A Sign of Success in the Fight Against Cancer at the Pan-Mass Challenge

By David Wright

The hand-made sign with its poignant message was held proudly aloft by a smiling young boy standing at the entry of the water stop in Nickerson State Park.

“BECAUSE OF YOU, I’M 13 NOW,” it proclaimed.

The youngster had chosen a unique way of saying “Thank You” for being successfully treated for cancer, and his touching gesture of gratitude sent a special message of hope to the passing thousands of cyclists in the Pan-Massachusetts Challenge who were dedicating two days to helping others just like him.

Over the last three decades, the PMC—a two-day ride over seven different routes across Massachusetts—has raised a staggering $275 million for the Jimmy Fund to support cancer research and treatment at Boston’s famous Dana-Farber Cancer Institute. Countless lives—many of them not long begun, like the boy at the roadside—continue to be saved with the help of the fund, which was named after a courageous young cancer patient, referred to as Jimmy, back in 1948.

© John Deputy
© John Deputy

Uta Pippig was among the 5,000-plus cyclists who together have a goal of raising $30 million during the Bike-a-Thon weekend of August 1-2. Michael Reger, co-founder of Take The Magic Step®, spotted the boy with the sign as they rode through Brewster. “He must have touched so many hearts—it brought home to us in a very special way how worthwhile the cause we were riding for really was,” said Uta afterwards. “The Challenge has to be one of the most emotional sporting events in the world, and it has such a beautiful spirit. Many people in the crowds that lined the route and cheered us on so enthusiastically are cancer survivors whose lives have been saved at Dana-Farber. Others are riding or cheering on the cyclists in memory of loved ones they’ve lost to cancer. It’s not unusual to come across doctors and patients riding side by side.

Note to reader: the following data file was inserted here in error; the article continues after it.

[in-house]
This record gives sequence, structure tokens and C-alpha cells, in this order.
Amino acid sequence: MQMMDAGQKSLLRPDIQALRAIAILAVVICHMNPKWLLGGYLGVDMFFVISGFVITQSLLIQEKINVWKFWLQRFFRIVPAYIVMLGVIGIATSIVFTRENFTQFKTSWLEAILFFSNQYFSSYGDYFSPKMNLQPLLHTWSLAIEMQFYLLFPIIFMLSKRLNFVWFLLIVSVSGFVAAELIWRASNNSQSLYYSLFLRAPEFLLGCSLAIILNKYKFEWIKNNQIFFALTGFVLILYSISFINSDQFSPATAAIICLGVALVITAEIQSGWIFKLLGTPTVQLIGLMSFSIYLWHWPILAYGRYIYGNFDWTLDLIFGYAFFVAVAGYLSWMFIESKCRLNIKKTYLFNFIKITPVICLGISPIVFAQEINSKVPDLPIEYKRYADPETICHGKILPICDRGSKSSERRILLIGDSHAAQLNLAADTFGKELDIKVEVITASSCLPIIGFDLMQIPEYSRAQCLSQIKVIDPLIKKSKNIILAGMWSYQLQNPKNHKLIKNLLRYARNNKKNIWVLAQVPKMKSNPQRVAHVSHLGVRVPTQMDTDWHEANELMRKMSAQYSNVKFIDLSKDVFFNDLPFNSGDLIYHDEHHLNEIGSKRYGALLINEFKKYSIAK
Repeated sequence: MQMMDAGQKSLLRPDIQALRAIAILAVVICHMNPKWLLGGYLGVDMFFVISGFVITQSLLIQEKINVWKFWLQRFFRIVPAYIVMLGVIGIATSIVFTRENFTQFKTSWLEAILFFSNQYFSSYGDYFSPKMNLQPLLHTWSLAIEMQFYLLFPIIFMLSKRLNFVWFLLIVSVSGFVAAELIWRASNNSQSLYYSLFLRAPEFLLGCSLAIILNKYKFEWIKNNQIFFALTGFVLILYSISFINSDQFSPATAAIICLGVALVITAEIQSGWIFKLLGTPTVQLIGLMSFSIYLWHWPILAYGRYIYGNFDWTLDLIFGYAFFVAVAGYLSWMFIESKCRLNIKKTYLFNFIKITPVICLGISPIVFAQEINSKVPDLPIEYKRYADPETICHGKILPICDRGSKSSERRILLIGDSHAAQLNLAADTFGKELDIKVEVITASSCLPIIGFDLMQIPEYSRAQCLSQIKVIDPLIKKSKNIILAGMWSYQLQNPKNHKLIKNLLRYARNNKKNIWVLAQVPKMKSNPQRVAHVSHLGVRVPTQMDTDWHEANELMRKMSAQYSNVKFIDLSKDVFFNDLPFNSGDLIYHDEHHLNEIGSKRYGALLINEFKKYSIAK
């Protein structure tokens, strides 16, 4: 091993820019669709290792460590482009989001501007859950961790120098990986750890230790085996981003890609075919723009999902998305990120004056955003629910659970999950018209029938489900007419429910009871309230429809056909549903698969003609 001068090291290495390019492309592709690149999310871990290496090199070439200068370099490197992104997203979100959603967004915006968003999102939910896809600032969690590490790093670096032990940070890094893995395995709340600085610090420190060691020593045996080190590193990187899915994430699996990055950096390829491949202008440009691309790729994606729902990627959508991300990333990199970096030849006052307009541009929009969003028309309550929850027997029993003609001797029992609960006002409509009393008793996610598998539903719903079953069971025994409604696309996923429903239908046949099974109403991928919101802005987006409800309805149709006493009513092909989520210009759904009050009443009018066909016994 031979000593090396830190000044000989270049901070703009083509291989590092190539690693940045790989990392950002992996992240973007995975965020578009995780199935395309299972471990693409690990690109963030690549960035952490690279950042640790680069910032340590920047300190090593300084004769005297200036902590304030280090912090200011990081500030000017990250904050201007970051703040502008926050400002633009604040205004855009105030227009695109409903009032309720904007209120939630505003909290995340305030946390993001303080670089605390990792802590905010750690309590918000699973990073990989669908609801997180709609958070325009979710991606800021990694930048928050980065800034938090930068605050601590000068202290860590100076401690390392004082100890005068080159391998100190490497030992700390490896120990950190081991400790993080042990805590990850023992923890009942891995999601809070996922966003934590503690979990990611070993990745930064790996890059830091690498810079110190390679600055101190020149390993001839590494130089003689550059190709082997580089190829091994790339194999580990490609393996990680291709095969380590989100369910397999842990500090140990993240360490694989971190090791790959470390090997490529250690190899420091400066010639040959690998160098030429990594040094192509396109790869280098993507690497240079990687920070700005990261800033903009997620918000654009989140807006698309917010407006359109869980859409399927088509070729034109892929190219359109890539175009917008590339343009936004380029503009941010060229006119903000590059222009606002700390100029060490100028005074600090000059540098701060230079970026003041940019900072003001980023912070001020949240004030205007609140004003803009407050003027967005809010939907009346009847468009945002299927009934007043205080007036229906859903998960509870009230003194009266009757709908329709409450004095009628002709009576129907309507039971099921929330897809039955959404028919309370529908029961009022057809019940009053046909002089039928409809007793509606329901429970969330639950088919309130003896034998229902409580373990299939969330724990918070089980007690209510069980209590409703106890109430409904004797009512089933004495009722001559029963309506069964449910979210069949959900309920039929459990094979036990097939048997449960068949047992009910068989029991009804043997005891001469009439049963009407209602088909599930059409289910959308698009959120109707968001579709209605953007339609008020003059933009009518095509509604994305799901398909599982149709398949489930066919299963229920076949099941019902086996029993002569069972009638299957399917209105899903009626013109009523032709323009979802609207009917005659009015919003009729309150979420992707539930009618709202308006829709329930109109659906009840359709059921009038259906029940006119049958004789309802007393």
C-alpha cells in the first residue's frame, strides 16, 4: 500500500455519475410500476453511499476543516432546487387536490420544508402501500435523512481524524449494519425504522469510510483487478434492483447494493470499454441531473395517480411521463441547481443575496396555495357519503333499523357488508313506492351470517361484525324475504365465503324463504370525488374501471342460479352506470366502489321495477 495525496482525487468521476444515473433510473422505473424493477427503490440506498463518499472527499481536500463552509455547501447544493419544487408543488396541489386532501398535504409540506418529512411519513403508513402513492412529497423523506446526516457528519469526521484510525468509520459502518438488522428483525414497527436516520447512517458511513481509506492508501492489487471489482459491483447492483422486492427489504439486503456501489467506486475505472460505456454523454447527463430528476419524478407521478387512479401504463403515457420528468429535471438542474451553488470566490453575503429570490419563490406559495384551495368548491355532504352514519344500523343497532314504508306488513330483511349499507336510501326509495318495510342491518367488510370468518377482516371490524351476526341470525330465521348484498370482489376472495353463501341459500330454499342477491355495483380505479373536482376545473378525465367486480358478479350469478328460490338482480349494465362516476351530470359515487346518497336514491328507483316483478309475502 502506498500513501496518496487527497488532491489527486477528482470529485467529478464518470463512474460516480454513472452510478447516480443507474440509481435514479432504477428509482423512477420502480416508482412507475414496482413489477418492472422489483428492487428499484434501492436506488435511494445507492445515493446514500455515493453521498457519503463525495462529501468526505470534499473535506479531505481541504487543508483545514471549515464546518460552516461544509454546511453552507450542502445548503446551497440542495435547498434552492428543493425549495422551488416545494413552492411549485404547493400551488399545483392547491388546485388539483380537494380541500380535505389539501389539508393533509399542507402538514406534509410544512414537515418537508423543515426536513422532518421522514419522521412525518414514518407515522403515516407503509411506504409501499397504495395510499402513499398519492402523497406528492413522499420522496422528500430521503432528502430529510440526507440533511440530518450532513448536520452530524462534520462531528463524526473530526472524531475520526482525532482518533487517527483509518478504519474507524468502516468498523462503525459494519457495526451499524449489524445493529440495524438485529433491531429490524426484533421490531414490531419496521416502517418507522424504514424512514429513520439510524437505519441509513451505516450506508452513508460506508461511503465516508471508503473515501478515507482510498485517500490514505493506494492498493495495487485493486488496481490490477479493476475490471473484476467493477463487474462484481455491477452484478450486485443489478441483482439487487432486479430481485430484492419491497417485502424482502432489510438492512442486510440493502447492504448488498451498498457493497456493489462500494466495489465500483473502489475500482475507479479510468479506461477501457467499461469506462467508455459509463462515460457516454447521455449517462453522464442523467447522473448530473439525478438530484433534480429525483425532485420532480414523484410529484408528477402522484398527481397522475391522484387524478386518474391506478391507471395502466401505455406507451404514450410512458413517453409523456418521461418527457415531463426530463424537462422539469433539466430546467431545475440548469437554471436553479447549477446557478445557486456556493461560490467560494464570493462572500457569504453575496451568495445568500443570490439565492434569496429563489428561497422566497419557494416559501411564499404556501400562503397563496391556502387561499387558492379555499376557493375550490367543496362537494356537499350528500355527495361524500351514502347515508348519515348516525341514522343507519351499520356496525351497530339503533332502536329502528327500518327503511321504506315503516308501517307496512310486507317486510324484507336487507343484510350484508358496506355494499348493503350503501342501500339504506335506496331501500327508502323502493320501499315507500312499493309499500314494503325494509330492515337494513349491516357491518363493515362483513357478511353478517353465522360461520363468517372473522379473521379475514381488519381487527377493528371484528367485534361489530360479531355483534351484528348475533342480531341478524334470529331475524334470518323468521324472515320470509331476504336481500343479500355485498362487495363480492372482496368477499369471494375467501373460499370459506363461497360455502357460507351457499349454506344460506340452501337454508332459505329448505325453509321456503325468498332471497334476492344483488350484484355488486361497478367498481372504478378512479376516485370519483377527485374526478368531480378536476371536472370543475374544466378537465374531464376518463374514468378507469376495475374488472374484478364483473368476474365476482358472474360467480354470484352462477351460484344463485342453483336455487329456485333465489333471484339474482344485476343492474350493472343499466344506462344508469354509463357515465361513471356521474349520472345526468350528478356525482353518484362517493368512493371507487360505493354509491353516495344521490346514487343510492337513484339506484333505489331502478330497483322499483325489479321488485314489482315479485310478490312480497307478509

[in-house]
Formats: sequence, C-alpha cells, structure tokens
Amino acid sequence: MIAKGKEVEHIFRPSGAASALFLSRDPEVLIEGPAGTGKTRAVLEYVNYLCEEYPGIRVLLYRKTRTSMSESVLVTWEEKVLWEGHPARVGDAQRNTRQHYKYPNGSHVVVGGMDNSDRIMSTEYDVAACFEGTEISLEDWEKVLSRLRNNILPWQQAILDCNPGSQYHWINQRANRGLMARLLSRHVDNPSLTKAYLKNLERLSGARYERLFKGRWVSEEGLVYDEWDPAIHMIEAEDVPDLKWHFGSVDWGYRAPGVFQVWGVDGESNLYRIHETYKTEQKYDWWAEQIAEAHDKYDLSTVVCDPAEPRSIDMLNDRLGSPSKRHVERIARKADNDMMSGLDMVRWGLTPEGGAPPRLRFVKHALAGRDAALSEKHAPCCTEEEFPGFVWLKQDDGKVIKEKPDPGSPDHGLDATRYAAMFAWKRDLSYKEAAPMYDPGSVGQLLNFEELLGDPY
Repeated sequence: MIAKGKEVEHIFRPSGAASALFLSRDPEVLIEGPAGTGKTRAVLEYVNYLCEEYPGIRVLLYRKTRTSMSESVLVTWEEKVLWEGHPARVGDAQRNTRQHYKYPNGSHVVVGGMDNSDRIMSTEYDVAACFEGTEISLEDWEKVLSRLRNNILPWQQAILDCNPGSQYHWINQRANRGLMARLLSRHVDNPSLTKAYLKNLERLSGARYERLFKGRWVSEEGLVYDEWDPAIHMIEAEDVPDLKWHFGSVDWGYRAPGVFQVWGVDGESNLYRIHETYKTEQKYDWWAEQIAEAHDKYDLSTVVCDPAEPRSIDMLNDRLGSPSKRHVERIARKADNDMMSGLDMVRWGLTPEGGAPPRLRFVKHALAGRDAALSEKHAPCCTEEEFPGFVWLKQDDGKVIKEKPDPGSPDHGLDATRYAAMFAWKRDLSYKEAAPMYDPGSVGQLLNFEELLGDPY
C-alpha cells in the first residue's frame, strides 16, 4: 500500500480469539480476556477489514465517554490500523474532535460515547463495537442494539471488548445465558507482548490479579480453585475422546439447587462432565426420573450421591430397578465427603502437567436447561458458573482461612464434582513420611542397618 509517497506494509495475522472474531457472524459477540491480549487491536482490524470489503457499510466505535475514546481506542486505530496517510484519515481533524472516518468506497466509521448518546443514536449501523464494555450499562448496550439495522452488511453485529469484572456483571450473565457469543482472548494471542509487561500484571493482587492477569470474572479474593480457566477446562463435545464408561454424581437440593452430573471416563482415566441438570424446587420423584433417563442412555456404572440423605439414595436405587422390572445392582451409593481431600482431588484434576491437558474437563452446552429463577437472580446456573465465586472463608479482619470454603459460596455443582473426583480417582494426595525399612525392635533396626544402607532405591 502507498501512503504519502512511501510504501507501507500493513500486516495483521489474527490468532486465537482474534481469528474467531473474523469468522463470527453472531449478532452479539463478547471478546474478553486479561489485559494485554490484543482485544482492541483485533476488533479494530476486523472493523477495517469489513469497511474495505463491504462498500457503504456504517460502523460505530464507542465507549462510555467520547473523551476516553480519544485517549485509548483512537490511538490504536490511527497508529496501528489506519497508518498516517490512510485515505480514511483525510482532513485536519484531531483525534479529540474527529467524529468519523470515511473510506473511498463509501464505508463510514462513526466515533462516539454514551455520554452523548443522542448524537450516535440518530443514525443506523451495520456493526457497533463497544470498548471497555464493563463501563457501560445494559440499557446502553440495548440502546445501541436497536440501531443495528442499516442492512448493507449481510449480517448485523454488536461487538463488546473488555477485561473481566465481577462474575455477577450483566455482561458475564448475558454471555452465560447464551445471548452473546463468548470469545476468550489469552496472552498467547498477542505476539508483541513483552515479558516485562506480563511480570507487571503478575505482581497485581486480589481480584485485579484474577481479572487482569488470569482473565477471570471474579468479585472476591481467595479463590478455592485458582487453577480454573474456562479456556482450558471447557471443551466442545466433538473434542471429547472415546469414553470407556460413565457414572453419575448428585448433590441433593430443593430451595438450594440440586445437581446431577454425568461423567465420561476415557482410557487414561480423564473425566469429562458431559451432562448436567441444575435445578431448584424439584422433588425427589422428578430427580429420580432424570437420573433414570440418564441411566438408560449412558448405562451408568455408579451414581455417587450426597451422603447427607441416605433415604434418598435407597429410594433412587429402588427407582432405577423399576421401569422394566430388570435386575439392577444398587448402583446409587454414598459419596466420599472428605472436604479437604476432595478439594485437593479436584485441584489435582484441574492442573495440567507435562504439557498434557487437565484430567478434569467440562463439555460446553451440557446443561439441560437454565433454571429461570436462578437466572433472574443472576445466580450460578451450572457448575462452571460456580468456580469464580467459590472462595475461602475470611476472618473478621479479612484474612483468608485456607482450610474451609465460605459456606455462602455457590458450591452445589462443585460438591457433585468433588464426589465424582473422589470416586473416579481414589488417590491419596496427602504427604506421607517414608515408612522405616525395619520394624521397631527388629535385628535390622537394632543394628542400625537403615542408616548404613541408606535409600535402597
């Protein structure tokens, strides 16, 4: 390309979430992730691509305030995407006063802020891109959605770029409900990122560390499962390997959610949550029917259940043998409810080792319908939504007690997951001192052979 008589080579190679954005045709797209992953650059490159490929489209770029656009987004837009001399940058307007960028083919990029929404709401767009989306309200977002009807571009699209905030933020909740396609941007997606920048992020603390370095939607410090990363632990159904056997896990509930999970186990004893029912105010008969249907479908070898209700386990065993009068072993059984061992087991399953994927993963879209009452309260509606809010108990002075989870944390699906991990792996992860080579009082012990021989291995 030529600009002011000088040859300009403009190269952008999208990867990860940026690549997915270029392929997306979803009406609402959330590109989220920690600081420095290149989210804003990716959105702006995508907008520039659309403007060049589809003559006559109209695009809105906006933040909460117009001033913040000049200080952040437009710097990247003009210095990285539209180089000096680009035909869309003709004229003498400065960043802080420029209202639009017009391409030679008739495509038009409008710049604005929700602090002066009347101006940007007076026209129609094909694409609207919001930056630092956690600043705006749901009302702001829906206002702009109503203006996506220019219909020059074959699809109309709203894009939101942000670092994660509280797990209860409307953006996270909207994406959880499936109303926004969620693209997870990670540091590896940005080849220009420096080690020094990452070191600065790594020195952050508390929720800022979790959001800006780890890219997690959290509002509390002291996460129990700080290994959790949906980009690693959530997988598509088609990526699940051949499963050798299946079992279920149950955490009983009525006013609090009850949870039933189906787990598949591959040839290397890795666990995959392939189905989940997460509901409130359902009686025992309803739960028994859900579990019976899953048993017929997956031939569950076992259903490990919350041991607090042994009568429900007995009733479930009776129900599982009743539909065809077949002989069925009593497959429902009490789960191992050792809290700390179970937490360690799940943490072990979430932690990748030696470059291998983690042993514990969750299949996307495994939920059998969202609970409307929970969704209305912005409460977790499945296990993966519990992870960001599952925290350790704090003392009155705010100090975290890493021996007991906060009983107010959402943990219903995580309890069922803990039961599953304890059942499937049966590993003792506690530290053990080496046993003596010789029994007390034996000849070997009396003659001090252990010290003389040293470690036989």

Uta and her fellow riders wave to the children of the summer camp at 'Da Hedge'—enthusiastic support for the cyclist on the second day of the ride. © John Deputy
Uta and her fellow riders wave to the children of the summer camp at Da Hedge'—enthusiastic support for the cyclist on the second day of the ride. © John Deputy

We stopped to chat to a group of children waving and cheering midway through the second day’s ride. Some of them had had cancer, some were still fighting it—and they were surrounded by brothers and sisters and parents and friends who’d come out together to say, ‘Thank you.’ It was such a joy to me to take part in an event with so much love surrounding it—and there was new inspiration waiting for us around every corner.”